Ms. Tanselle stated that the Jefferson Riverport Project, in Louisville has the potential to be the first United States Binderless Coal Briquette (BCB) plant. White Energy has already tested Kentucky coal fines in Eastern and Western Kentucky and the results were positive. The company plans to seek board approval to proceed with the project in August once the local air permit is issued and if it qualifies for incentives under the Kentucky Incentives for Energy Independence Act. White Energy hopes to have the plant operational by the fourth quarter of 2011.
Ms. Tanselle said that several utilities were interested in this project, although most of the interest has come from outside of Kentucky. The utilities in Kentucky are more interested in the development of a biomass briquette. It is the goal for White Energy to create a briquette out of Kentucky coal and Kentucky grown energy crops that will meet the Renewable Portfolio Standards (RPS) with the existing coal-fired power plants. She explained that White Energy is working with an energy crop company that focuses strictly on crops that work well for energy and enhance the biomass briquettes.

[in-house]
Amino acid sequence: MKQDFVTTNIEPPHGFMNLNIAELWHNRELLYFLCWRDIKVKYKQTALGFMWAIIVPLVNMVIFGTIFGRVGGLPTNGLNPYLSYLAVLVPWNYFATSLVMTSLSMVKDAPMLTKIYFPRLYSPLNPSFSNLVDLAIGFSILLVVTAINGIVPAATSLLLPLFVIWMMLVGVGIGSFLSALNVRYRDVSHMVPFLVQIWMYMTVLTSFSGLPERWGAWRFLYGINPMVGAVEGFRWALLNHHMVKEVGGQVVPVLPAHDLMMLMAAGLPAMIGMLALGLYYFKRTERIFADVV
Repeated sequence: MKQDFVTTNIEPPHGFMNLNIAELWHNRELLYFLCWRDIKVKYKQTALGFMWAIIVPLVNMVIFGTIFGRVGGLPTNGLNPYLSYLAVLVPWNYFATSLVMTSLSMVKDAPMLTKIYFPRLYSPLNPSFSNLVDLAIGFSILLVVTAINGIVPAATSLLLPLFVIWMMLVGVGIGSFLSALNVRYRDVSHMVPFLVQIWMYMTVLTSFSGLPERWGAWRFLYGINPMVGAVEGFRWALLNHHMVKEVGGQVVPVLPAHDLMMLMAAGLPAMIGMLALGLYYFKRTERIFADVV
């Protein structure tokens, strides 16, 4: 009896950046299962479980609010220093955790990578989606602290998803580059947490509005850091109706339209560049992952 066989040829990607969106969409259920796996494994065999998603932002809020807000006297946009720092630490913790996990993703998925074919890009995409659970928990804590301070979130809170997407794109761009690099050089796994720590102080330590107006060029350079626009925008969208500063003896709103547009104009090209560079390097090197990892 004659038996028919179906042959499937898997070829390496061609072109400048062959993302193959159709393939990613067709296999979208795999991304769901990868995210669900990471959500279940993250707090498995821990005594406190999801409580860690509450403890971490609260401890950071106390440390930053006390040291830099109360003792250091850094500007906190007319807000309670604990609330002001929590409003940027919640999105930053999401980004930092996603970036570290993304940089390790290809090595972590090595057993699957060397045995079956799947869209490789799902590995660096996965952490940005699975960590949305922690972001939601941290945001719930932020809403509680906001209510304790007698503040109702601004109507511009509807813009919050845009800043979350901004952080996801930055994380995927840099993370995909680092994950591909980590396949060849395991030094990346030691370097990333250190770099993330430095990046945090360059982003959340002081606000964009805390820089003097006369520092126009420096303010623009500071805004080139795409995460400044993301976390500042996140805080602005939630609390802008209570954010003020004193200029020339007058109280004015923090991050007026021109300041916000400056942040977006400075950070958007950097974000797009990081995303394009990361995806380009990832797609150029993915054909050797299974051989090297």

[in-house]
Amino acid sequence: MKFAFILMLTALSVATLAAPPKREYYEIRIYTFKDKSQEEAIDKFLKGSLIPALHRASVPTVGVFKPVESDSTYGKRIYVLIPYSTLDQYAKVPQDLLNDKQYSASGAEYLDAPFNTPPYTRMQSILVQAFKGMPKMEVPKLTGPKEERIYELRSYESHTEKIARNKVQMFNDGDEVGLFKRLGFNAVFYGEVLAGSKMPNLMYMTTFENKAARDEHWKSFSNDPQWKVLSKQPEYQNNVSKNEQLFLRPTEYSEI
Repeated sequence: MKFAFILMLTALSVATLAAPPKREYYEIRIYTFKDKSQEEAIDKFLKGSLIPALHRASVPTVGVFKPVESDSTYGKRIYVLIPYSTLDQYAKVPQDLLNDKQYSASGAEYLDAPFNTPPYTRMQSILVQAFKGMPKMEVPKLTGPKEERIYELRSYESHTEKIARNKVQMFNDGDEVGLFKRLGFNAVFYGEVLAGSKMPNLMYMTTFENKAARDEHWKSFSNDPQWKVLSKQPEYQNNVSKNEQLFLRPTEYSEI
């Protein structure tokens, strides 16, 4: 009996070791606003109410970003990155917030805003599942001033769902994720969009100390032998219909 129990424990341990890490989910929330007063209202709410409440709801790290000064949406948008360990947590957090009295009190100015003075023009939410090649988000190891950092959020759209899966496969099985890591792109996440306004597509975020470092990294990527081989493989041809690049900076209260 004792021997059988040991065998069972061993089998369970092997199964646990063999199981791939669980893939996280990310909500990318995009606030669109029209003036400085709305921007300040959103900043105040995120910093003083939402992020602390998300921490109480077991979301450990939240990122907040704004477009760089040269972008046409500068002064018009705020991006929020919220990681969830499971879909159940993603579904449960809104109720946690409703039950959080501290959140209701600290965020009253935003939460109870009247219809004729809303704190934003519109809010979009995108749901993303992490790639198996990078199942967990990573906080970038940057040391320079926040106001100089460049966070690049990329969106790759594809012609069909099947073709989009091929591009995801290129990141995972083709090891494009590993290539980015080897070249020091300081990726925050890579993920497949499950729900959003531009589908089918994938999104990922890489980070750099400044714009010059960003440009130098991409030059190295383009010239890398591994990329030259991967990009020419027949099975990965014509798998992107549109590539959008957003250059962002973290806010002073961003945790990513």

In response to Representative King, Ms. Tanselle stated that the process of compacting briquettes was still greenhouse gas negative because the process did emit carbon dioxide. The plant power itself will see about a 15 percent to 30 percent reduction. Ms. Tanselle said that their plants do have scrubbers.
In response to Representative King’s question, Ms. Tanselle stated that White Energy is focused on switchgrass, but is also researching the merits of using miscanthus grass for biomass briquettes.
In response to Representative Gooch, Ms. Tanselle said that the company was using fines from slurry pits, drying it and then making it into a briquette. She said in some cases, they were mixing that with other coal.